Evan Williams, the serial tech entrepreneur who co-founded Twitter, said in a post on Tuesday that he was stepping down as the chief executive of Medium, the company he founded that sought to reinvent publishing on the internet.
Mr. Williams — known as “Ev” in tech circles — said in the post that he was planning to form a company that would allow him to “spend the next few months (or years) learning as much as I can about things I don’t know a lot about.”
Medium declined to make Mr. Williams available for an interview. He said in his post that he was leaving Medium because “change and renewal are healthy,” noting that August will be his 10th anniversary as chief executive.
“To be clear, Medium’s story is far from over,” Mr. Williams wrote.
Medium said that Mr. Williams would be stepping down as chief executive effective July 20 and that he would be replaced by Tony Stubblebine, the chief executive of the online coaching company Coach.me. Mr. Williams will become chairman of Medium’s board, a new position.
Mr. Williams had big ambitions for Medium when he founded it. In a 2014 interview with The New York Times, he said he hoped to create a company that rewarded writers for producing quality content, a counterbalance to the internet’s tendency toward speed and quantity.
While Medium succeeded in creating a sleek online canvas for independent publishing, it never achieved the breakout popularity of Mr. Williams’s biggest hit, Twitter. Medium has taken different strategic paths, sometimes aggrieving writers with its sudden shifts in focus.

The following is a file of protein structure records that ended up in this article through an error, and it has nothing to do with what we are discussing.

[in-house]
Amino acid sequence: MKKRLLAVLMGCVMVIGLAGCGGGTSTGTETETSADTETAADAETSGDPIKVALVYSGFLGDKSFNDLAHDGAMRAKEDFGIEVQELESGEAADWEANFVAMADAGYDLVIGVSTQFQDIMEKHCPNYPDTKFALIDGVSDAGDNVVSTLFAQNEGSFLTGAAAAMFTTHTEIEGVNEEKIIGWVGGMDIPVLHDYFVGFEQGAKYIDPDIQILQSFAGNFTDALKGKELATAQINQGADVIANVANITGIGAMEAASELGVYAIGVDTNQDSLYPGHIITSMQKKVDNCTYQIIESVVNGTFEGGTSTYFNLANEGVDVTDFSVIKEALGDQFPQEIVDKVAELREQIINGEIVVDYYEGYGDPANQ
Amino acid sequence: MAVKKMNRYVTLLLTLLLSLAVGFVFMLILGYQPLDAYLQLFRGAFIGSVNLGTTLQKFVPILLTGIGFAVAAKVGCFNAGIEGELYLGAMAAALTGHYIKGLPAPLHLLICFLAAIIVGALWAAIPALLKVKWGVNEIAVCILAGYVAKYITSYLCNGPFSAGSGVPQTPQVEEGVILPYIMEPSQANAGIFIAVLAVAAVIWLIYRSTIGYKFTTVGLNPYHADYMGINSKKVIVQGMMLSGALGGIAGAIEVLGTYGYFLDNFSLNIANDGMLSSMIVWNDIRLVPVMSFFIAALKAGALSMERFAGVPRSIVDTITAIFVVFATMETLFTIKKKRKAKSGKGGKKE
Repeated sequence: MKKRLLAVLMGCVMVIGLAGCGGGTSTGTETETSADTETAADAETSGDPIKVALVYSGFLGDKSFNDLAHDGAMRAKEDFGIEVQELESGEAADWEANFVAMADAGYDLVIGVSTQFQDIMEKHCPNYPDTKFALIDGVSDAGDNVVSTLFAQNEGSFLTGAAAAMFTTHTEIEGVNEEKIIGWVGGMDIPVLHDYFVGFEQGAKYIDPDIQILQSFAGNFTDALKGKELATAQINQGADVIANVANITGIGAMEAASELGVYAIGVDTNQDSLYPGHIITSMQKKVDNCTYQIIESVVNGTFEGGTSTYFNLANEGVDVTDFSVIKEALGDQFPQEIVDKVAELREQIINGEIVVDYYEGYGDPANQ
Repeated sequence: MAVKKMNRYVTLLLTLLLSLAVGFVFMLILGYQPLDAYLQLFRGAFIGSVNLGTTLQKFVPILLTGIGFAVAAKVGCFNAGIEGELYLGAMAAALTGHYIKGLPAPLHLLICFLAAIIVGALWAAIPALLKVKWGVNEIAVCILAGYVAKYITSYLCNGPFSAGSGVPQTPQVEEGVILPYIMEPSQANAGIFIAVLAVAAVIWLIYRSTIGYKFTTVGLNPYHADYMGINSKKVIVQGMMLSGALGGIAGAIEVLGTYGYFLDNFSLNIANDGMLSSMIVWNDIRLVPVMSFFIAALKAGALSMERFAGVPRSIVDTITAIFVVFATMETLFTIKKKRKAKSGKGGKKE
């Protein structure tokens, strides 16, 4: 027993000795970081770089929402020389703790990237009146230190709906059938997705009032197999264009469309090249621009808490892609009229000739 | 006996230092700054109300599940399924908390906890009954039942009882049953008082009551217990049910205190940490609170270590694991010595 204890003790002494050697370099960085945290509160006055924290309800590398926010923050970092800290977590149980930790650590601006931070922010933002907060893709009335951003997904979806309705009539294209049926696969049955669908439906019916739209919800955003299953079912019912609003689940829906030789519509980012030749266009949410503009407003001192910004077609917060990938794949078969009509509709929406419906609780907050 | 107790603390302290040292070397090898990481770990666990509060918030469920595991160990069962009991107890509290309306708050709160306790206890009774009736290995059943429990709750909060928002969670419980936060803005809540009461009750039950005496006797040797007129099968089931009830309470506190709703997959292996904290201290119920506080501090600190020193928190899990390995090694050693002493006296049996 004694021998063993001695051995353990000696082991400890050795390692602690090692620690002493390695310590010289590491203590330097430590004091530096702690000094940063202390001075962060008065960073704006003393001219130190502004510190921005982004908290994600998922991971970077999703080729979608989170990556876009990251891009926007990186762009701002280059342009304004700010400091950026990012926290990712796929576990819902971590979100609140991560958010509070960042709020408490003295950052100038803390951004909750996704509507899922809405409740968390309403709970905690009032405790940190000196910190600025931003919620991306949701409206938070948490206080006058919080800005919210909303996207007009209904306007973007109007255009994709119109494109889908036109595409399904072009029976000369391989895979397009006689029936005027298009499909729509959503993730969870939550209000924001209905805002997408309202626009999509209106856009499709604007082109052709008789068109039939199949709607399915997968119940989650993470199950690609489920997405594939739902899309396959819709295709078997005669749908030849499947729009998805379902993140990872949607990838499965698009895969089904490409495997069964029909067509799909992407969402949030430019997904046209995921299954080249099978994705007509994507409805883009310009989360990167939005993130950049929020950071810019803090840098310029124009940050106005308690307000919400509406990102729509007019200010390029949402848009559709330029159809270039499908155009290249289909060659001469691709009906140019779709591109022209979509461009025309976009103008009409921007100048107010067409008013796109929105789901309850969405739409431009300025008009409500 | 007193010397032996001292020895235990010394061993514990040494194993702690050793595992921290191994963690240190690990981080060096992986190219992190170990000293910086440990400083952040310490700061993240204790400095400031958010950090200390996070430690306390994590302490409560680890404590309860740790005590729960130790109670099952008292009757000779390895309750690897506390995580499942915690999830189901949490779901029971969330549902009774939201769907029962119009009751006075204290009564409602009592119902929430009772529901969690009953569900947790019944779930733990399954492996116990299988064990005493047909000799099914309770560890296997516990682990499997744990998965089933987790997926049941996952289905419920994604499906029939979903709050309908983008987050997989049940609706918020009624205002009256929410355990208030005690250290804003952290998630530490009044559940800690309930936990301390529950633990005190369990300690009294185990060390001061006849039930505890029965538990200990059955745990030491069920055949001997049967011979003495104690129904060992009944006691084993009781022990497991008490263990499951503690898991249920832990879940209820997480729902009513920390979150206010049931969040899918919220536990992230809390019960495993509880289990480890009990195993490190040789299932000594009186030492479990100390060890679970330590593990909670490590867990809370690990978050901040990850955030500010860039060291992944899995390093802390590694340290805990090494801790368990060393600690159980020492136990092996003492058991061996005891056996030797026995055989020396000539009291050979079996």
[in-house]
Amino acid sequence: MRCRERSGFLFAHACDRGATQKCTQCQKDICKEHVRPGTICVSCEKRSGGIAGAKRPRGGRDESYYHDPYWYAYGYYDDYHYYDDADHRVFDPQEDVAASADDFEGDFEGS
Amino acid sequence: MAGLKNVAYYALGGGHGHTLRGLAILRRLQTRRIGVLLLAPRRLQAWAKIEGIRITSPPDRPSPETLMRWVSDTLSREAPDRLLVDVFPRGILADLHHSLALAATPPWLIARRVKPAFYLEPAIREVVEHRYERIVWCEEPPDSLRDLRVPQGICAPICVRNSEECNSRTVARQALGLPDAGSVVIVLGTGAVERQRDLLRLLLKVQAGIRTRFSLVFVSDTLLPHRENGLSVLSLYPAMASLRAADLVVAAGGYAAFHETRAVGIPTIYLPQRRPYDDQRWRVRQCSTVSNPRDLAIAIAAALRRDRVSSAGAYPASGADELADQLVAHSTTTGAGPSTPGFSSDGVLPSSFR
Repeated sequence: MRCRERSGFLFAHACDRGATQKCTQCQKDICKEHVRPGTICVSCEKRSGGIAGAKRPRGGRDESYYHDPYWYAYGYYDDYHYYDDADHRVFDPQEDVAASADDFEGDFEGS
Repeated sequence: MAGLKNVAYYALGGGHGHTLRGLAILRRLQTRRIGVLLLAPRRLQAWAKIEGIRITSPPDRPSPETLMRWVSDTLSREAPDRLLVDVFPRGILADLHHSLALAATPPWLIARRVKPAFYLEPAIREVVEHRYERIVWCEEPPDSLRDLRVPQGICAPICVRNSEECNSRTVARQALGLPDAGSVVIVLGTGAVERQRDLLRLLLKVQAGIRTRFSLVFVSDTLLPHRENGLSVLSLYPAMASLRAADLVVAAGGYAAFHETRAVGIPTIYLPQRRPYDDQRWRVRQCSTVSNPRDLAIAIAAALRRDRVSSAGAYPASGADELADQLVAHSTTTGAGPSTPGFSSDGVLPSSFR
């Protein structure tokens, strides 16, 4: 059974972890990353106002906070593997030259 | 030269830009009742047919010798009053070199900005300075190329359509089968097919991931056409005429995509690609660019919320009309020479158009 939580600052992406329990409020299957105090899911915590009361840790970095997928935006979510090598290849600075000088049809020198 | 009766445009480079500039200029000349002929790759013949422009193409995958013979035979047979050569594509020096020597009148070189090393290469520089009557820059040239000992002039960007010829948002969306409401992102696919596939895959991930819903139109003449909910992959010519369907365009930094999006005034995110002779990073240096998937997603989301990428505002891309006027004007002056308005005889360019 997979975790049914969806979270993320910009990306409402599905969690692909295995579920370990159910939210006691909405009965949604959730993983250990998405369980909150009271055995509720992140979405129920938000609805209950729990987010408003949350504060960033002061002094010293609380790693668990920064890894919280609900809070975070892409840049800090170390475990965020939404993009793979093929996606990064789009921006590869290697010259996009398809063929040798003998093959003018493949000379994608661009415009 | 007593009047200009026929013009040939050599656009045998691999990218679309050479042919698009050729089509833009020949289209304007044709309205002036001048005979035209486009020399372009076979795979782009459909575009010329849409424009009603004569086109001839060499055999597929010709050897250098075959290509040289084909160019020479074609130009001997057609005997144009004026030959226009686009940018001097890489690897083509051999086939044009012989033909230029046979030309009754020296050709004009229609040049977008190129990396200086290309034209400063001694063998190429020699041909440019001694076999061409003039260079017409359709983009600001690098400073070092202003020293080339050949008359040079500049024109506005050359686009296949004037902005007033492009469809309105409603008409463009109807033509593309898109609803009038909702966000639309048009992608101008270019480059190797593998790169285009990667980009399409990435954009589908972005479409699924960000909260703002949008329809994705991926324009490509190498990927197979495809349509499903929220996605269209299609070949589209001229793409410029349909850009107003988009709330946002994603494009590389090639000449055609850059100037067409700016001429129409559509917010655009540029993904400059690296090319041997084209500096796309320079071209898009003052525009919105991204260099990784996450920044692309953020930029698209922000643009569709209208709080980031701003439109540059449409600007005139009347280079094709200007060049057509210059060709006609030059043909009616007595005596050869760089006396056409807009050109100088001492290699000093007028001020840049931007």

In 2017, for example, Medium was among the first online publishing companies to shift away from advertising, a move that resulted in about 50 layoffs and shocked publishers who relied on guaranteed funding from the company. That same year, the company focused more on subscriptions, starting a program that gave writers compensation determined by an algorithm that factored in the number of “claps” they received from readers. Read time, not claps, is now the primary factor that determines compensation.
Other upstarts, such as Substack and Ghost, have been luring online writers as independent digital publishing have shifted from blogging to email newsletters. (Medium also offers an email newsletter tool.)
A spokeswoman for Medium, which is privately held, declined to provide detailed financial information for the company.
In Mr. Stubblebine, Medium has a chief executive who is familiar with the company and its founder. Mr. Williams met Mr. Stubblebine at Odeo, the podcasting service that hatched Twitter and where Mr. Stubblebine ran engineering. Mr. Stubblebine is also the publisher of Better Humans, a self-improvement publication that is among Medium’s most popular.
In his post, Mr. Williams said he was proud of the company’s decisions to “pioneer a healthier model for content that doesn’t hijack or sell people’s attention or data.” He added that he was still bullish on Medium, noting that he would continue to be involved with the company as an investor.
Now that he is no longer running the day to day, Mr. Williams said he also planned to do some writing on (where else?) Medium.
“As would be appropriate for Medium, I do plan to write more about my learnings when I have some time to reflect,” he wrote.